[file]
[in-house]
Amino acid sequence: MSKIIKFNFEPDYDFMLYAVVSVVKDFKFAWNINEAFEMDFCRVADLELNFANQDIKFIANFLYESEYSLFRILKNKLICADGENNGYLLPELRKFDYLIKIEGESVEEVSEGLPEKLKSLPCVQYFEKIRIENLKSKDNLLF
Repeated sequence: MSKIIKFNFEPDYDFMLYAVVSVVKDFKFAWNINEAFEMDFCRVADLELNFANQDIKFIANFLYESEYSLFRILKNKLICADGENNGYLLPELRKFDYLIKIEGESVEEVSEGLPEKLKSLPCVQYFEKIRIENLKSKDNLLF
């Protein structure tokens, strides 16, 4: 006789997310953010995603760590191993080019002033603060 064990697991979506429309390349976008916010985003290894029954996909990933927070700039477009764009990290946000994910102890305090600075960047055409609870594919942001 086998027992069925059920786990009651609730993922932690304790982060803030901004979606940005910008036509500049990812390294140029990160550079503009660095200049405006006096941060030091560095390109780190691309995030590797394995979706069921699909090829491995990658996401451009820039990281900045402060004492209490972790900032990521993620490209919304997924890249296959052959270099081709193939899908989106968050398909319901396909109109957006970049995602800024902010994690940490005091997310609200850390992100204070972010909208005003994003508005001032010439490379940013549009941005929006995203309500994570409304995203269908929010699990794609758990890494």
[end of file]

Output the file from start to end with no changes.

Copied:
[in-house]
Amino acid sequence: MSKIIKFNFEPDYDFMLYAVVSVVKDFKFAWNINEAFEMDFCRVADLELNFANQDIKFIANFLYESEYSLFRILKNKLICADGENNGYLLPELRKFDYLIKIEGESVEEVSEGLPEKLKSLPCVQYFEKIRIENLKSKDNLLF
Repeated sequence: MSKIIKFNFEPDYDFMLYAVVSVVKDFKFAWNINEAFEMDFCRVADLELNFANQDIKFIANFLYESEYSLFRILKNKLICADGENNGYLLPELRKFDYLIKIEGESVEEVSEGLPEKLKSLPCVQYFEKIRIENLKSKDNLLF
């Protein structure tokens, strides 16, 4: 006789997310953010995603760590191993080019002033603060 064990697991979506429309390349976008916010985003290894029954996909990933927070700039477009764009990290946000994910102890305090600075960047055409609870594919942001 086998027992069925059920786990009651609730993922932690304790982060803030901004979606940005910008036509500049990812390294140029990160550079503009660095200049405006006096941060030091560095390109780190691309995030590797394995979706069921699909090829491995990658996401451009820039990281900045402060004492209490972790900032990521993620490209919304997924890249296959052959270099081709193939899908989106968050398909319901396909109109957006970049995602800024902010994690940490005091997310609200850390992100204070972010909208005003994003508005001032010439490379940013549009941005929006995203309500994570409304995203269908929010699990794609758990890494």